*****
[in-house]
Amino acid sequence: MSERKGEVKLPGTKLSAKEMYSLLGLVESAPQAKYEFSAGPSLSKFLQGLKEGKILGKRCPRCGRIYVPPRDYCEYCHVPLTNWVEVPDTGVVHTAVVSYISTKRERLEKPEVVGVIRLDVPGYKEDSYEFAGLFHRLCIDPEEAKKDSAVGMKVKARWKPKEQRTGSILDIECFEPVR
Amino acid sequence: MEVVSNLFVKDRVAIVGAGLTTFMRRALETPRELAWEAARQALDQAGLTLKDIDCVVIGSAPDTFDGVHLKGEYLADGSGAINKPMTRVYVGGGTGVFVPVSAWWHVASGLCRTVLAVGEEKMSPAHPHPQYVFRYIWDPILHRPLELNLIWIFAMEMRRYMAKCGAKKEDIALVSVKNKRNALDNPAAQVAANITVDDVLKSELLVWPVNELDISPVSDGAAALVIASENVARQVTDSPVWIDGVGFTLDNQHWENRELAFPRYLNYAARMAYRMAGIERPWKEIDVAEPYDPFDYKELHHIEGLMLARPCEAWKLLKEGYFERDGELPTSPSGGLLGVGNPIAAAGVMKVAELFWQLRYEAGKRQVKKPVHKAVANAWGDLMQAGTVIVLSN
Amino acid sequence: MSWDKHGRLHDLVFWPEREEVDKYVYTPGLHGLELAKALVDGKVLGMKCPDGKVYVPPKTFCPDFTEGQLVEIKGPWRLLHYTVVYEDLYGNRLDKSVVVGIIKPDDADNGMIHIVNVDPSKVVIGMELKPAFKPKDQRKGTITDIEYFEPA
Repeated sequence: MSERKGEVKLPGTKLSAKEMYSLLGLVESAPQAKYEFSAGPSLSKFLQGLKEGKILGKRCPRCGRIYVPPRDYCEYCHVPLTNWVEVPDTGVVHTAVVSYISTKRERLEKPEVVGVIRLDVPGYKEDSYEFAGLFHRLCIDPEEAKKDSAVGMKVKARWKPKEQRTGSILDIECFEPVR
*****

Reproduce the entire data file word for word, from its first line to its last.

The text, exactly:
[in-house]
Amino acid sequence: MSERKGEVKLPGTKLSAKEMYSLLGLVESAPQAKYEFSAGPSLSKFLQGLKEGKILGKRCPRCGRIYVPPRDYCEYCHVPLTNWVEVPDTGVVHTAVVSYISTKRERLEKPEVVGVIRLDVPGYKEDSYEFAGLFHRLCIDPEEAKKDSAVGMKVKARWKPKEQRTGSILDIECFEPVR
Amino acid sequence: MEVVSNLFVKDRVAIVGAGLTTFMRRALETPRELAWEAARQALDQAGLTLKDIDCVVIGSAPDTFDGVHLKGEYLADGSGAINKPMTRVYVGGGTGVFVPVSAWWHVASGLCRTVLAVGEEKMSPAHPHPQYVFRYIWDPILHRPLELNLIWIFAMEMRRYMAKCGAKKEDIALVSVKNKRNALDNPAAQVAANITVDDVLKSELLVWPVNELDISPVSDGAAALVIASENVARQVTDSPVWIDGVGFTLDNQHWENRELAFPRYLNYAARMAYRMAGIERPWKEIDVAEPYDPFDYKELHHIEGLMLARPCEAWKLLKEGYFERDGELPTSPSGGLLGVGNPIAAAGVMKVAELFWQLRYEAGKRQVKKPVHKAVANAWGDLMQAGTVIVLSN
Amino acid sequence: MSWDKHGRLHDLVFWPEREEVDKYVYTPGLHGLELAKALVDGKVLGMKCPDGKVYVPPKTFCPDFTEGQLVEIKGPWRLLHYTVVYEDLYGNRLDKSVVVGIIKPDDADNGMIHIVNVDPSKVVIGMELKPAFKPKDQRKGTITDIEYFEPA
Repeated sequence: MSERKGEVKLPGTKLSAKEMYSLLGLVESAPQAKYEFSAGPSLSKFLQGLKEGKILGKRCPRCGRIYVPPRDYCEYCHVPLTNWVEVPDTGVVHTAVVSYISTKRERLEKPEVVGVIRLDVPGYKEDSYEFAGLFHRLCIDPEEAKKDSAVGMKVKARWKPKEQRTGSILDIECFEPVR